In the camera without this technology, some highlights are blown to white. In the camera with this technology, with the same shutter speed and other settings, more photons are collected in the highlights, each photosite collecting a slightly different number of photons than the next, so the highlights are not blown to white.

Where is the longer shutter speed in that scenario?

0 upvotes
Steen Bay
By Steen Bay (Feb 27, 2013)

If the highlights are blown, then the shutterspeed was to long/slow or the ISO to high. The solution is to use a faster shutterspeed or a lower ISO.

0 upvotes
bobbarber
By bobbarber (Feb 27, 2013)

I'm not sure you're right about that Steen Bay. Lowering ISO or increasing shutter speed doesn't increase dynamic range. You save your highlights, but the shadows become black or noisy, especially with a small sensor. The difference with this technique, I'm assuming, is that you give sufficient exposure to the low end.

I've been wondering for a long time why somebody hasn't just done this. I don't understand the physics of sensors, but it seems obvious that you should know when a given pixel blows out to white and be able to do something with that information.

1 upvote
MarkInSF
By MarkInSF (Feb 27, 2013)

It's technically complex. This definitely allows longer exposures that would capture additional shadow detail. Currently that's not possible without blown highlights, but this gives the choice of a longer exposure and more shadow detail or a shorter one with less. Highlights would be fine either way, but the longer exposure would have increased dynamic range. ISO becomes a very different issue than it is currently.

0 upvotes
tompabes2
By tompabes2 (Feb 27, 2013)

Great idea! HDR with one shot! The naysayers have already gathered and are posting at full speed... ;)

0 upvotes
Nikolaï
By Nikolaï (Feb 27, 2013)

typo:

"Low-Light Sensitivity in a Single Explosure"... this thing will be da bomb when it comes out... sorry couldn't help myself.

0 upvotes
joyclick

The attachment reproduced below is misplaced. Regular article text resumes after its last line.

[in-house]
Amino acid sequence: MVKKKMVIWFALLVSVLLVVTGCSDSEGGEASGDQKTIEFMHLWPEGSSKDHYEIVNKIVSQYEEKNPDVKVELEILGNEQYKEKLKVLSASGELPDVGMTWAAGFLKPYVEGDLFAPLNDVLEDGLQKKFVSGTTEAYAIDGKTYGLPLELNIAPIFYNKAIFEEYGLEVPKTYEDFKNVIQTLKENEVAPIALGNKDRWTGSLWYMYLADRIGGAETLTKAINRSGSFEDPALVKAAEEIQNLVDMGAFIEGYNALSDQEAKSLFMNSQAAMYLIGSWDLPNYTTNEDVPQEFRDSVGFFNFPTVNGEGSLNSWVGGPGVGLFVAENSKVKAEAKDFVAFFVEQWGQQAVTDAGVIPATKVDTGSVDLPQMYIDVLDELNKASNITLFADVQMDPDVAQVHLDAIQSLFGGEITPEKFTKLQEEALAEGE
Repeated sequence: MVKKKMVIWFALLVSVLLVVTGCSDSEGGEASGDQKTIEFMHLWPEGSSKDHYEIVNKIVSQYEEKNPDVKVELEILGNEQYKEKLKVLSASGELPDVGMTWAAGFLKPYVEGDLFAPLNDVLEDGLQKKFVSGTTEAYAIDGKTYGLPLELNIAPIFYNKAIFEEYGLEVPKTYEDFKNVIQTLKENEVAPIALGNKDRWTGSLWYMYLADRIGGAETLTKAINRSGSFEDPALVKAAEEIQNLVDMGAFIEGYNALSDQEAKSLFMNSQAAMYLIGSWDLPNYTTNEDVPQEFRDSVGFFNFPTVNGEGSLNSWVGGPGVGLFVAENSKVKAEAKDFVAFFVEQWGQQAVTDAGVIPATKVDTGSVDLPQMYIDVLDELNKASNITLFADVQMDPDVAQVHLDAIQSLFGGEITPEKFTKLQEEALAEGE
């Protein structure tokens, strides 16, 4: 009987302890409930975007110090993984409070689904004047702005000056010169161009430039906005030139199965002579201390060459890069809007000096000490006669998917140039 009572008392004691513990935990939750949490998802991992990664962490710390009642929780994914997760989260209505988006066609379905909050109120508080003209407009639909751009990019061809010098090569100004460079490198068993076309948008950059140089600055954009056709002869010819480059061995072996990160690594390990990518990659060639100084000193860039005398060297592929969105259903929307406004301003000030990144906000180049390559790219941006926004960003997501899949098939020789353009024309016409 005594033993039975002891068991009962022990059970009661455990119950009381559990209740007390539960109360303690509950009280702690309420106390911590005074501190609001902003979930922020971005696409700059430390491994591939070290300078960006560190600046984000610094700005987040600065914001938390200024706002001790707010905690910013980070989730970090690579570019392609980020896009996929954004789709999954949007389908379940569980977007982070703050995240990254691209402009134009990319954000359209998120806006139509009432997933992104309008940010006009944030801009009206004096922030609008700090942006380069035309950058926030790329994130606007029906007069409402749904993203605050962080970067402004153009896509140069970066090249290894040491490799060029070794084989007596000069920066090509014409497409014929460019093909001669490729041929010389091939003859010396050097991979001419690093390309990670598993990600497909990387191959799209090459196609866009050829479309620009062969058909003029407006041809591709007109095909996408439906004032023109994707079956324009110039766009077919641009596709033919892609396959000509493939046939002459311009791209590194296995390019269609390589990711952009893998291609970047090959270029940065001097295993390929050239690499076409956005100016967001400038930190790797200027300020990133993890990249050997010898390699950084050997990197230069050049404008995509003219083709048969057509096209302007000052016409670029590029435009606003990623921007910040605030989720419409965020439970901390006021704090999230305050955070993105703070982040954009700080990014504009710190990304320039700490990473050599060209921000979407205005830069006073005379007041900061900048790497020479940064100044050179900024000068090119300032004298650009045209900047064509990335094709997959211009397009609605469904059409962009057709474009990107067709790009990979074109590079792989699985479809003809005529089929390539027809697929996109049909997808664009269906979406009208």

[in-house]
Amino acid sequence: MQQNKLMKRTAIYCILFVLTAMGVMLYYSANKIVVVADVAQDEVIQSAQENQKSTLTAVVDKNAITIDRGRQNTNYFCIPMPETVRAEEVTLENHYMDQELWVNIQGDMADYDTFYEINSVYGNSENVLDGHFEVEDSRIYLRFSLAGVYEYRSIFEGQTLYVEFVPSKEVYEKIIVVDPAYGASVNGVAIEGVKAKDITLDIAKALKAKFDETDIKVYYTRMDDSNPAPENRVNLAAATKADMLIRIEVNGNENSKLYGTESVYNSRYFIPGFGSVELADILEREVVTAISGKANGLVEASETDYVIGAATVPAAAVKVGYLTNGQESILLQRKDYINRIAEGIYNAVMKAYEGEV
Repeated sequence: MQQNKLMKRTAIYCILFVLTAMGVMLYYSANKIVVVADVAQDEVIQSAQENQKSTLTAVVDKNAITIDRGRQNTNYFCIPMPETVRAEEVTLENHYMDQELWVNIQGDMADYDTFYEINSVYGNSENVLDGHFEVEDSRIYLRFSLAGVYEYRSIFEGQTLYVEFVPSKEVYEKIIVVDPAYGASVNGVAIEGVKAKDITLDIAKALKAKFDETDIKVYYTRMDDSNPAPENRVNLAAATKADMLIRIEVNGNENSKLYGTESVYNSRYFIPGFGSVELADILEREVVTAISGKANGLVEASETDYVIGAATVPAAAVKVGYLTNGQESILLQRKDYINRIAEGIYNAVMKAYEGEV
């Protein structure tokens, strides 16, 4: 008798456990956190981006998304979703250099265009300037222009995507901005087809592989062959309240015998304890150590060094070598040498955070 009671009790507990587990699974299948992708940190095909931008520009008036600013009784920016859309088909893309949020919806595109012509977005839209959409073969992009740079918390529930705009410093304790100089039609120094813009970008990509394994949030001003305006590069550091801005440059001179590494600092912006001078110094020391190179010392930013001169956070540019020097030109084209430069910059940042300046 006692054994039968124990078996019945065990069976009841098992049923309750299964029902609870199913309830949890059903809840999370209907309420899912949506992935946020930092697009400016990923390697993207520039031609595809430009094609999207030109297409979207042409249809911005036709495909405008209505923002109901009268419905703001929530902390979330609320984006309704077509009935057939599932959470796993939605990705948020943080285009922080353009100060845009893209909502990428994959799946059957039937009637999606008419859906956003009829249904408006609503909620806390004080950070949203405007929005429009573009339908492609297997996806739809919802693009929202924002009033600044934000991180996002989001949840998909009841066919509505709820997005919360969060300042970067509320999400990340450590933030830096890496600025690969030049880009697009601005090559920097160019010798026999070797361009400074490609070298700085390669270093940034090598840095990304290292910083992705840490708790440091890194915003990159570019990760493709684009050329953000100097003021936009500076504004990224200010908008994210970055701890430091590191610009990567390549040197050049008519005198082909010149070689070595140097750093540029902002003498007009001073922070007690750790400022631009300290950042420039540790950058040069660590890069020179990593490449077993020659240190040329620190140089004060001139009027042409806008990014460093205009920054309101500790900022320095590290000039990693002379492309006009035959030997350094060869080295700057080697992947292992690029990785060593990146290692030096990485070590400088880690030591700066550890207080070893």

By joyclick (Feb 27, 2013)

Let us give it to them.OK folks.Let us have some small sensor cameras in our hands and 'see it ' for ourselves.Whenever that be.Sooner the better Rambus.

0 upvotes
Jono2012
By Jono2012 (Feb 27, 2013)

Another great idea in theory.....

3 upvotes
Rachotilko
By Rachotilko (Feb 27, 2013)

I won't criticize it since I don't understand the details. However, I do have some superficial hypothetical opinions regarding the idea.

1, From the short description it seems as if it actually choses to overexpose and takes care of the overexposed pixels via their resetting mechanism.

2, It sounds as a smarter version of Fujifilm EXR mechanism. Similarly as in the case of EXR sensor, one group of the pixels is used for capturing the shadows, the other group is used for capturing the highlights. But in the case of the EXR, membership of a pixel to either group is predetermined (the well known EXR pixel layout), while in case of the Rambus' BinaryPixel technology the membership is decided based on the actual exposure process taking place.

3, Practice has shown that EXR approach works in expanding the DR, but some sensor area is actually wasted. The Rambus technology essentially means you'll get the benefits of EXR without the infamous EXR drop in resolution.

2 upvotes
NinjaSocks
By NinjaSocks (Feb 27, 2013)

Looks promising even if the name of the company that created it sounds like a porn site.

2 upvotes
Osiris30
By Osiris30 (Feb 27, 2013)

Rambus is a company that started out designing memory chips.. they were adopted by Intel for the very first Pentium 4s. They were expense, hard to make and had tech licensing costs that were way too high. The rest of the industry shunned Rambus memory and the company nearly went broke...

1 upvote
OniMirage
By OniMirage (Feb 27, 2013)

More specifically they were makers of extremely fast bandwidth memory that yes was expensive. It was used on high end systems that required bandwidth from cached processes vs low latency ram. The PS2 and PS3 used rambus technology. GDDR is based on the theory of high bandwidth memory used in high end graphics cards.

2 upvotes
mr_ewok
By mr_ewok (Feb 27, 2013)

ehm, 180px width preview images? srsly?

0 upvotes
tkbslc
By tkbslc (Feb 27, 2013)

Proof of concept. Sensor fab is expensive.

2 upvotes
AngryCorgi3G
By AngryCorgi3G (Feb 27, 2013)

Me like. But is this the same Rambus that came up with RDRAM?? These guys are known patent trolls. It's possible that nothing substantial may come of this.

Comment edited 2 times, last edit 2 minutes after posting
10 upvotes
KrisPix
By KrisPix (Feb 27, 2013)

Unfortunately this is the same Rambus ... one of the few companies I would never work for.

2 upvotes
Osiris30
By Osiris30 (Feb 27, 2013)

Ding ding ding, we have a winner. Even if they do try and license it, the cost will be huge, just like the RDRAM debacle.

2 upvotes
tkbslc
By tkbslc (Feb 27, 2013)

That RAM thing was a decade ago, guys.

0 upvotes
AngryCorgi3G
By AngryCorgi3G (Feb 27, 2013)

It was long ago, but Rambus garnered the "Patent Troll" reputation since.

http://en.wikipedia.org/wiki/Rambus

2 upvotes
Kim Letkeman
By Kim Letkeman (Feb 27, 2013)

A brilliant idea ... ultimately far more promising than, say, Fuji's EXR technology because it enables much better exposures in hyper contrasty situations (expose for the shadows could become the norm.) Further, it does not use kinky-weird demosaicing algorithms and thus promises much cleaner images than specialized filter patterns etc. A great first step.

1 upvote
s_grins
By s_grins (Feb 27, 2013)

This is a very promising first step that leads to new frontiers.